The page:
The design allows top numerical aperture NA≥0.9 and it is also possible to achieve NA = 1.1 or more in the preferred embodiment. Preferred projection objectives are applied to immersion liquids having a refractive index n> 1.3 at the driving wavelength. As a result, a reduction in effective drive wavelength can be achieved by 30% or more compared to a system without immersion.

The projection objective lens can be advantageously designed such that the space filled with the immersion medium has a very small axial thickness such that the transmission loss in the immersion medium is 10 to 20% or less of the amount of transmitted light. As a result, an upper working distance of less than 200 μm, in particular less than 100 μm, is preferred. On the other hand, since the contact between the final optical element and the substrate surface should be avoided, it should not reach the lower limit for an operating distance of 10-20 μm. Given a suitable transparent immersion liquid, larger working distances in one or more millimeter areas are possible.                 

Preferred projection objectives are distinguished by a number of advantageous structural and optical properties which are necessarily single or in combination for the suitability of the objective as an immersion objective.

For example, the projection objective lens may be preferred when the refractive power of the lens group is the same order of magnitude on both sides of the system aperture. In particular, the ratio between the focal length of the fourth lens group and the focal length of the fifth lens group may be provided between about 0.9 and about 1.1. The projection objective lens may be similarly advantageous when the focal length or refractive power of the lens group close to the object and the lens group close to the image are similar in size. In particular, the ratio of the magnitudes of the focal lengths of the first lens group and the fifth lens group may be between about 0.7 and about 1.3, preferably between about 0.9 and 1.1. Moreover, the projection objective lens may be advantageous to generate an image-side high aperture number when a strong positive refractive power is concentrated in an area near the image. In a preferred embodiment, the ratio between the overall length of the projection objective lens and the focal length of the fifth lens group following the system aperture is greater than 5, in particular greater than 6, 7, or even 8. The axial distance between the object plane and the top plane is here expressed in full length.

In order to achieve a good correction state, in a preferred embodiment the first lens group is provided to include at least one aspherical surface. Advantageously, a plurality of aspherical lenses, here for example two, may also be provided. The aspherical surface of the region makes a particularly effective contribution to the correction of distortion and astigmatism. For correction of coma and astigmatism, the third lens group located in the waist region is preferably at least one aspherical surface, for example two aspherical lenses, which is advantageous when it has a plurality of aspherical lenses. In a preferred embodiment, at least one aspherical lens is provided for each lens group to adjust the fine setting of the corrected state of the projection objective lens. In order to produce the lens simply, the number of aspherical lenses should be limited to, for example, less than 9 or less than 7 as in the preferred embodiment.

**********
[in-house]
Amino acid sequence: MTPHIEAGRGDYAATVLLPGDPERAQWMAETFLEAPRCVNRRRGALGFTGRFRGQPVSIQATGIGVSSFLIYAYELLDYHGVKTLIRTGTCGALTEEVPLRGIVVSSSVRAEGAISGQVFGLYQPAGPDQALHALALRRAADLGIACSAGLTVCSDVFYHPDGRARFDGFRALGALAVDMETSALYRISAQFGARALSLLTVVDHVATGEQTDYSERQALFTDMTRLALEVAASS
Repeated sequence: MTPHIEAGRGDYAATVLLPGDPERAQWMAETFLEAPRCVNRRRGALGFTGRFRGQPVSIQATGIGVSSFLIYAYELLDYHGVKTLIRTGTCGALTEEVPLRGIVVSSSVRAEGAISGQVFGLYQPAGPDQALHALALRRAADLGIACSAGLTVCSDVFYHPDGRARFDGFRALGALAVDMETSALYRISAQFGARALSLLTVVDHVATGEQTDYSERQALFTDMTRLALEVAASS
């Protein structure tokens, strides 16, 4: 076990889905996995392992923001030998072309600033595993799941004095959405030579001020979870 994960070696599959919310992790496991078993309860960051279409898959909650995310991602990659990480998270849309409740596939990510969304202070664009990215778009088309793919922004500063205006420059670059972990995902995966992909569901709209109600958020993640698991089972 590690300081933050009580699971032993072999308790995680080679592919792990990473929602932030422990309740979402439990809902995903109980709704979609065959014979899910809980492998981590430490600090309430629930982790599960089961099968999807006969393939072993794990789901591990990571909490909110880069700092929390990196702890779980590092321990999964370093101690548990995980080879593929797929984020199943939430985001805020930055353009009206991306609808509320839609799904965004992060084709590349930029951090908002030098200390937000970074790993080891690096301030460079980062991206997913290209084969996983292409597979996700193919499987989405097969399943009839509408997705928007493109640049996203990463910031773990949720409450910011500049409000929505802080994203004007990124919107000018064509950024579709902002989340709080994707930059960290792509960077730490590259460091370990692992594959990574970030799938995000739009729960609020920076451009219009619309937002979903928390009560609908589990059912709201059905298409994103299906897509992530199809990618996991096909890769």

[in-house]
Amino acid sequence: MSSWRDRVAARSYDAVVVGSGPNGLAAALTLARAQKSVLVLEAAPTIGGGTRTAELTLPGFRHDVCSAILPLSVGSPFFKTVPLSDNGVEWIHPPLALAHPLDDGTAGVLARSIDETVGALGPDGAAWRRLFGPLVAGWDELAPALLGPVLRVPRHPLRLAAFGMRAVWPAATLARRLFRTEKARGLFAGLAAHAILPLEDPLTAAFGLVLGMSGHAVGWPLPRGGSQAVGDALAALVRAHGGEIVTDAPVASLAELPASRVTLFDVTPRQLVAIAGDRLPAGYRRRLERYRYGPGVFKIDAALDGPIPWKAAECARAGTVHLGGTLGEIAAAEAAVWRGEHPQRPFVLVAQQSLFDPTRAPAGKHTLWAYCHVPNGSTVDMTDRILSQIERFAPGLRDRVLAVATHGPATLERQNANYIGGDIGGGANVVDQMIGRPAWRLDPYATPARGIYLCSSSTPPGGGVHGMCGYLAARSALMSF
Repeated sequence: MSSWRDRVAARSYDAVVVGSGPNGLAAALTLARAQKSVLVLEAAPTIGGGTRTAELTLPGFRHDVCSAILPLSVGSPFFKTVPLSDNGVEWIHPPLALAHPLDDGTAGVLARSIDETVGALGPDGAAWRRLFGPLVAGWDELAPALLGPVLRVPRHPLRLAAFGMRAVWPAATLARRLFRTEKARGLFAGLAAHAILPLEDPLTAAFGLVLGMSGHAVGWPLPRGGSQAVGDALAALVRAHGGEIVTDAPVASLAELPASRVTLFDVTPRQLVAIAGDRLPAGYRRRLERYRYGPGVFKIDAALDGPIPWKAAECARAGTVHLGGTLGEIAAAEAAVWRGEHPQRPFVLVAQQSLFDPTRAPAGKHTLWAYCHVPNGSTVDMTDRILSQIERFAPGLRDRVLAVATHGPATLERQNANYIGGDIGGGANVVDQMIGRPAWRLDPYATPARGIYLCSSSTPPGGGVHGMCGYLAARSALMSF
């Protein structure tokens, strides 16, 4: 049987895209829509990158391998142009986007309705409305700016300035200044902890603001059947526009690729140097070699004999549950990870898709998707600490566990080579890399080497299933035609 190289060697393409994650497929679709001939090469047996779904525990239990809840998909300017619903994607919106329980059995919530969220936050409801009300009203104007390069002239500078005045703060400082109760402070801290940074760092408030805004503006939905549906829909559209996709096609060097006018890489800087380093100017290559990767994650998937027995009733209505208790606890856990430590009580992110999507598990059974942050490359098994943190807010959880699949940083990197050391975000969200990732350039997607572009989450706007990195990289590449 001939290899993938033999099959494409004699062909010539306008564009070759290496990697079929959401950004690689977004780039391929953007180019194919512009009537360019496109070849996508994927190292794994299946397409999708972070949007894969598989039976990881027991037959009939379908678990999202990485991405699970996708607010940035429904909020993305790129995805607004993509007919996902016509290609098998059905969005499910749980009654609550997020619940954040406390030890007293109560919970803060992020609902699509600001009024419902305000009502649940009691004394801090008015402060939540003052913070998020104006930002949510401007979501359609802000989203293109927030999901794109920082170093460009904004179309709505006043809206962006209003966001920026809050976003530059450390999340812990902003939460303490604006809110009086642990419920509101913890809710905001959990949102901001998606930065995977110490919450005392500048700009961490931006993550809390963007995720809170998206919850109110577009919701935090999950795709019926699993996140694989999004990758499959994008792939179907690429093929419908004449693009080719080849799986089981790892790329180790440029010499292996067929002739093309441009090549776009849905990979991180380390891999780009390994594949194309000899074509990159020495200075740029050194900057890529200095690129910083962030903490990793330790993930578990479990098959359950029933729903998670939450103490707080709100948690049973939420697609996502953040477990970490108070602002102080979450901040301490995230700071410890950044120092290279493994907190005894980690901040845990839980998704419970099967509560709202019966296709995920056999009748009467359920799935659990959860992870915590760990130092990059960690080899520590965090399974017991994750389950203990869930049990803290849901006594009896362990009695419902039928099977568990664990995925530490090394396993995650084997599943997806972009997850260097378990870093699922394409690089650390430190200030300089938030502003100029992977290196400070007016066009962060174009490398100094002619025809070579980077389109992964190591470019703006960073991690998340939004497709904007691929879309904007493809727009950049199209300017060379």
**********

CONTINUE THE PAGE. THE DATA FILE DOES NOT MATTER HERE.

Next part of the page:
Advantageous projection properties of the projection objective lens according to the invention, in particular in the case of very high numerical apertures, are well-defined by certain special properties depending on the shape and arrangement of the lenses used. For example, it is advantageous when at least one meniscus lens that is convex with respect to the object plane and has a negative refractive power is arranged in an area close to the object plane, in particular in the first lens group. The lens may form a third lens of the objective lens, which is advantageous for correcting the tangential astigmatism.

The second lens group preferably comprises at least one meniscus lens, in particular a plurality of meniscus lenses, which are concave with respect to the object plane and the surface facing the object plane has a positive refractive power. The lens is preferably convex with respect to the object plane, has a positive refractive power on that plane, and is combined with at least one, preferably a plurality of meniscus, lenses of the second lens group facing the image plane. The at least one biconcave positive lens is preferably located between oppositely meniscus or meniscus groups. As a result, a serial sequence of at least one positive meniscus lens concave with respect to the object plane, a biconvex positive lens, and at least one positive meniscus lens with respect to the image plane can be formed in the second lens group. have. The series order of the lenses in the relatively large beam diameter region of the first valley is advantageous for certain "deformation" of the principal rays in the region with respect to the low region stress of the optical surface. This is advantageous for the low overall aberration of the projection objective. Advantageous domain stresses in the sense of the application occur when the angle of incidence of the light incident on the optical plane is as small as possible and does not exceed the threshold. Herein, the angle of incidence is the angle between the direction of incidence of the ray to the optical surface and the surface normal of the optical surface at the point of incidence of the ray. The smaller the angle of incidence and therefore the less the area stress, the easier the development of suitable antireflective coatings and the greater the tolerances of the design for adjustment.